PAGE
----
Iwo Cyprian Pogonowski

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Iwo Pogonowski with model for his design of a hexagonal-base oil platform

Iwo Cyprian Pogonowski (3 September 1921 – 21 July 2016)[1] was a Polish-born polymath and inventor with 50 patents to his credit. He was a civil and industrial engineer by profession, educated in Poland, Belgium, and the United States. He was also a writer on Polish and European history, author of historical atlases, and a lexicographer.[2]

Life[edit]

Pogonowski was born in Lwów, Poland. After the invasion of Poland in World War II, in December 1939 Pogonowski, aged 18, left Warsaw with the intent of joining the Polish Armed Forces in the West. He was arrested in Dukla by the German authorities on suspicion of aiming to join the resistance. He was moved between prisons and camps for five years thereafter. Interned at the Krosno, Jasło, and Tarnów prisons among others, he was sent with 500 prisoners to Auschwitz, and from there, several months later, to Oranienburg-Sachsenhausen. He survived the camps and was liberated on 2 May 1945.[3] Pogonowski summarized his horrific experiences at the German concentration camps in a three-page article popularized in Richard C. Lukas' Out of the Inferno.[3] In 1954 he graduated in Civil Engineering at the Catholic University: Institute Superieur de Commerce in Antwerp. He moved to the United States and in the following years worked as project engineer in the oil industry.[4]

Historian and lexicographer[edit]

Pogonowski published an illustrated history of Poland (2000), historical atlases and a work on Polish heraldry (2002).

Pogonowski's Jews in Poland was praised by M.K. Dziewanowski, who called the book a "pioneering attempt [to] 'encompass' Jews within the Polish discourse, a rarity in American scholarship and in the discourse about Jews."[5] He was criticized by Piotr Wrobel,[6] Monika Milewska[7] and Joanna Michlic, who believes him to represent the ethnonationalist trend in historiography.[8]

Pogonowski compiled several Polish-English, English-Polish dictionaries which have appeared since 1981, including his Unabridged Polish-English Dictionary (3 volumes, New York, Hippocrene Books, 1997; some 100,000 entries) and the Polish-English, English-Polish Standard Dictionary (1985, reprinted 1993, 1994 and 1997).[9]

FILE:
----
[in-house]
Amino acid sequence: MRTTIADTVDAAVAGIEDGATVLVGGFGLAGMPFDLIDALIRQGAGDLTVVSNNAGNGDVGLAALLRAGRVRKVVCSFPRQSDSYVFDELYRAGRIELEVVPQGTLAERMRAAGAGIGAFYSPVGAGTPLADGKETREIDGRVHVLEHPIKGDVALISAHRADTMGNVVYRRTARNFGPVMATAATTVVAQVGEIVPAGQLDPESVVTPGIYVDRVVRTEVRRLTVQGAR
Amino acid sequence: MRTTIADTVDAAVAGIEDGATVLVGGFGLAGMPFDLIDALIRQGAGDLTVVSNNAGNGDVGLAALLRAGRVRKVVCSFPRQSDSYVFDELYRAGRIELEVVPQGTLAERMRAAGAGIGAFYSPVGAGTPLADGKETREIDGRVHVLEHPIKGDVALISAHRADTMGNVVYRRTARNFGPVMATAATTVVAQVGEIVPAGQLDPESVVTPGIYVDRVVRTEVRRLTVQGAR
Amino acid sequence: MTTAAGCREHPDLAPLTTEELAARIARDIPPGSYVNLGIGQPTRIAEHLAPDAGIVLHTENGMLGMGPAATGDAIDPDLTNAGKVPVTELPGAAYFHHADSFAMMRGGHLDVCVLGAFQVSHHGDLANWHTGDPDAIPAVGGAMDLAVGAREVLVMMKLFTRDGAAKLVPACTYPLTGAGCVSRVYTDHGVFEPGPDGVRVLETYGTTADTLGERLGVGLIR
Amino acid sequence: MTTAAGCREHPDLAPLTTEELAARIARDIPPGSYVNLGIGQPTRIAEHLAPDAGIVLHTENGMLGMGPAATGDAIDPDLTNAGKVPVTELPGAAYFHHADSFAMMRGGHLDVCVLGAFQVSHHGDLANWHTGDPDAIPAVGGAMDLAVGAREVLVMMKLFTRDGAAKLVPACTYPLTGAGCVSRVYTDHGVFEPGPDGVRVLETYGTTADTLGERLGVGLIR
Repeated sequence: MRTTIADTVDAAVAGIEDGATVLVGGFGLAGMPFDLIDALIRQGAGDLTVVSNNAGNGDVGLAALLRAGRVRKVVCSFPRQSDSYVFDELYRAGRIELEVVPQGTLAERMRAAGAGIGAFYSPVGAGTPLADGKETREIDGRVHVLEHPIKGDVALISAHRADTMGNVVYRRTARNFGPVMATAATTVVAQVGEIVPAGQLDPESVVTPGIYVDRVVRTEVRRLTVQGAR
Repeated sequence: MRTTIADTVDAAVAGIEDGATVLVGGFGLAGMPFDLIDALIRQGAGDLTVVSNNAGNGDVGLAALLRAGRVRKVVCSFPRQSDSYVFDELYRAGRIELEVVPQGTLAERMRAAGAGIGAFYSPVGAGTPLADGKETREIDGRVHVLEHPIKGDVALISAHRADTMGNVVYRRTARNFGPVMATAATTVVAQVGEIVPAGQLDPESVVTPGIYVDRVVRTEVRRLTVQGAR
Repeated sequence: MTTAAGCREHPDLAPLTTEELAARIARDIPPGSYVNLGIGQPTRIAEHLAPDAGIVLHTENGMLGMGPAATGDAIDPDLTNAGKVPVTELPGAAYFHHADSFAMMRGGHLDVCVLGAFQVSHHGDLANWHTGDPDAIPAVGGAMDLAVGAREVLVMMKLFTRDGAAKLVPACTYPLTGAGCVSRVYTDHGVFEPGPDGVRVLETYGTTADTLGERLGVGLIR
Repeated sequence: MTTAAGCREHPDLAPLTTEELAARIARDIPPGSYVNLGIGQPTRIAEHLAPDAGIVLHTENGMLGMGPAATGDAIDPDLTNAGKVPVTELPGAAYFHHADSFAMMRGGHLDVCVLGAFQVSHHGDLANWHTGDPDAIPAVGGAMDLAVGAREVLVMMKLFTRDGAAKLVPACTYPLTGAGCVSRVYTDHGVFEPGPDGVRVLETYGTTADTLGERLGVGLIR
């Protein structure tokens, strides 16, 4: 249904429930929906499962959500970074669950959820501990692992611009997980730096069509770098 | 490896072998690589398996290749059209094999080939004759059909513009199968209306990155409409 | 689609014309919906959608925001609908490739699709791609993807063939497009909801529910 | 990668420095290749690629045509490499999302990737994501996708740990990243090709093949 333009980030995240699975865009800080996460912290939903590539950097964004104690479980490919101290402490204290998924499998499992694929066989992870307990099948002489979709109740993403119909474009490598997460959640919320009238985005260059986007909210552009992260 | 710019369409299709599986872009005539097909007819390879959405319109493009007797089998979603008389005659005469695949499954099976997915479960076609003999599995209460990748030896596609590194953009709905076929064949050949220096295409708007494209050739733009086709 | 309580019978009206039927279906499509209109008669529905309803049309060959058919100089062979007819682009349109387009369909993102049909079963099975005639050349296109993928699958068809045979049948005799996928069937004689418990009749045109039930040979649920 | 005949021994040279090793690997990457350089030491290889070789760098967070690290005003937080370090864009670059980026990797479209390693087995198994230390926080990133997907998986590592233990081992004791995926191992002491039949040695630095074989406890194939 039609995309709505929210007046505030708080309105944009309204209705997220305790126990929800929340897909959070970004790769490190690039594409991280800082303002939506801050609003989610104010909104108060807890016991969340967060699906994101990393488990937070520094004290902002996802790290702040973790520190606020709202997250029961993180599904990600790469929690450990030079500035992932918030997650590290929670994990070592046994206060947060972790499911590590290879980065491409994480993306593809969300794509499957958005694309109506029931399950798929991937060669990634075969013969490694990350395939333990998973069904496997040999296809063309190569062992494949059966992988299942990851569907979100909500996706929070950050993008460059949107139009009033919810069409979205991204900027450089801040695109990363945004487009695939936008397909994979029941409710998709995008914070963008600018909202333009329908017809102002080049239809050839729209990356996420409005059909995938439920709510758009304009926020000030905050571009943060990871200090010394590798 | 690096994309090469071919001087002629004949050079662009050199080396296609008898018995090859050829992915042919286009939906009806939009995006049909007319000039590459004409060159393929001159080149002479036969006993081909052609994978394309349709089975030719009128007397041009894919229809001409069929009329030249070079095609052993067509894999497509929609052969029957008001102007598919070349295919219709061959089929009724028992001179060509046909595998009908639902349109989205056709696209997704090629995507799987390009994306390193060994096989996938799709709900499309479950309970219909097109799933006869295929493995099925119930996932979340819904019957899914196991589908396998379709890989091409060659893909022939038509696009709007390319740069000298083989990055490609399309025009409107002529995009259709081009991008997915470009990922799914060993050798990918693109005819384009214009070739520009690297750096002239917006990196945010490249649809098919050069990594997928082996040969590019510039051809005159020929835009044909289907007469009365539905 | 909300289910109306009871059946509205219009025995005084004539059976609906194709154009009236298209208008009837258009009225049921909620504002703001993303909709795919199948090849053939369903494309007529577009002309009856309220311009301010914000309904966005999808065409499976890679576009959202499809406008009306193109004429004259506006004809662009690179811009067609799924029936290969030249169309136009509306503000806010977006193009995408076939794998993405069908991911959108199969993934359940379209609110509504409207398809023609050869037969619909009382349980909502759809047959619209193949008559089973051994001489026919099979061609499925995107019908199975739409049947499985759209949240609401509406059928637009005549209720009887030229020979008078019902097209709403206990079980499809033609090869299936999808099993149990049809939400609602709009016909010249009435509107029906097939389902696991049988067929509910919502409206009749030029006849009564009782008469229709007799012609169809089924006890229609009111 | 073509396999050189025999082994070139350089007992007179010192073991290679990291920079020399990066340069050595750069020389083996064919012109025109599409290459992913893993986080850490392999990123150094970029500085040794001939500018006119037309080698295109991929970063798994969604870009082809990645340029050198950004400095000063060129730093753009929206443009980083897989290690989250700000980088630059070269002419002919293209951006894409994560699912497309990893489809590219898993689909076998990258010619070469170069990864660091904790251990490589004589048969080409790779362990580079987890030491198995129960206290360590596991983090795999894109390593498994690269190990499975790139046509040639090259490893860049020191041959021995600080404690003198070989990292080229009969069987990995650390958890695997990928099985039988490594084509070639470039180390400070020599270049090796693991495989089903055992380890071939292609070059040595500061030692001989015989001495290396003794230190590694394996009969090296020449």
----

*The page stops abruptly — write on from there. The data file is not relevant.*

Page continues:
His journalistic work includes broadcasts for the Polish Radio Maryja[10] and columns for its sister publication, Nasz Dziennik (Our Daily).[11] He has also written columns in the Polish-American biweekly, Gwiazda Polarna.

Publications[edit]

Dictionaries[edit]

  • Practical Polish-English Dictionary, Hippocrene Books, 1981.
  • Polish-English, English-Polish Standard Dictionary, Hippocrene Books, 1985.[12]
  • Compact Polish-English Dictionary, Hippocrene Books, 1985.
  • Polish Phrasebook and Dictionary: Complete Phonetics for English Speakers, 103 pp., 1991.
  • Unabridged Polish-English Dictionary, 3 volumes, New York, Hippocrene Books, 1997.[13]

History[edit]

  • Poland: A Historical Atlas, revised edition, New York, Hippocrene Books, 1989.
  • The Jews in Poland: A Documentary History; the Rise of [the] Jews as a Nation from Congressus Judaicus in Poland to the Knesset in Israel, New York, Hippocrene Books, 1993.
  • Świat po amerykańsku, Fundacja 'Nasza Przyszłość', 2004.
  • Heraldyka – Heraldry, CD-ROM, published by Juliusz Ostrowski, 2002.
  • Poland: An Illustrated History, Hippocrene Books, 2000 (recommended by Norman Davies and Zbigniew Brzeziński).[14]
  • Jews in Poland: A Documentary History, New York, Hippocrene Books, 1998.
  • Historyczny Atlas Polski (A Historical Atlas of Poland), Wydawnictwo Baran i Suszczyński, 1995.
  • Poland: A Historical Atlas, New York, Hippocrene Books, 1987.
  • Hegemonia – On US Foreign Policy, Poznań, WERS, 2008.
  • The First Democracy in Modern Europe: Million Free Citizens in Poland during the Renaissance, 2010 (E-Book).

See also[edit]

References[edit]

  1. ^ "Zmarł Iwo Cyprian Pogonowski". naszdziennik.pl. 22 July 2016. Retrieved 2016-07-29. 
  2. ^ "Zmarł Iwo Cyprian Pogonowski". naszdziennik.pl. Retrieved 29 July 2016. 
  3. ^ a b Richard C. Lukas (1989). Out of the Inferno. University Press of Kentucky. pp. 139–42. ISBN 0-8131-1692-9. Retrieved 24 September 2013. 
  4. ^ Iwo Cyprian Pogonowski (2012). "Bio". Homepage. Retrieved 24 September 2013. 
  5. ^ M.K. Dziewanowski. "Jews in Poland - A Documentary History". Sarmatian Review, April 1997 (Rice University). Retrieved 2010-09-27. 
  6. ^ Piotr Wrobel. "The Massacre in Jedwabne, July 10, 1941: Before, During, and After". Rice University. Retrieved 2010-09-27. 
  7. ^ Monika Milewska. "The Image of Sects in the Polish Ultra-Catholic Press". CESNUR. Retrieved 2010-09-27. 
  8. ^ Joanna B. Michlic (2007). Essay on Antisemitism in Contemporary Poland. Rethinking Poles and Jews: troubled past, brighter future. Robert D. Cherry, Annamaria Orla-Bukowska. Rowman & Littlefield. p. 163. ISBN 978-0-7425-4666-0. 
  9. ^ Polish-English, English-Polish Dictionary with Complete Phonetics, by Iwo Cyprian Pogonowski, New York, Hippocrene Books, 1990, ISBN 0-87052-882-3, 363 pages.
  10. ^ Iwo Cyprian Pogonowski. "Tło historyczne pogromu kieleckiego" (in Polish). Radio Maryja. Archived from the original on 2008-04-03. Retrieved 2009-06-02. 
  11. ^ Iwo Cyprian Pogonowski. "Dymisja neokonserwatysty" (in Polish). Nasz Dziennik. Archived from the original on 2008-01-19. Retrieved 2009-06-02. 
  12. ^ Pogonowski, Iwo Cyprian (1 March 1995). "Polish/English-English/Polish Standard Dictionary with Business Terms". Hippocrene Books. Retrieved 29 July 2016 – via Amazon. 
  13. ^ Pogonowski, Iwo Cyprian (1 September 1997). "Unabridged Polish-English Dictionary, 3 Volume Set". Hippocrene Books. Retrieved 29 July 2016 – via Amazon. 
  14. ^ Hippocrene Books Archived 2010-05-07 at the Wayback Machine.

External links[edit]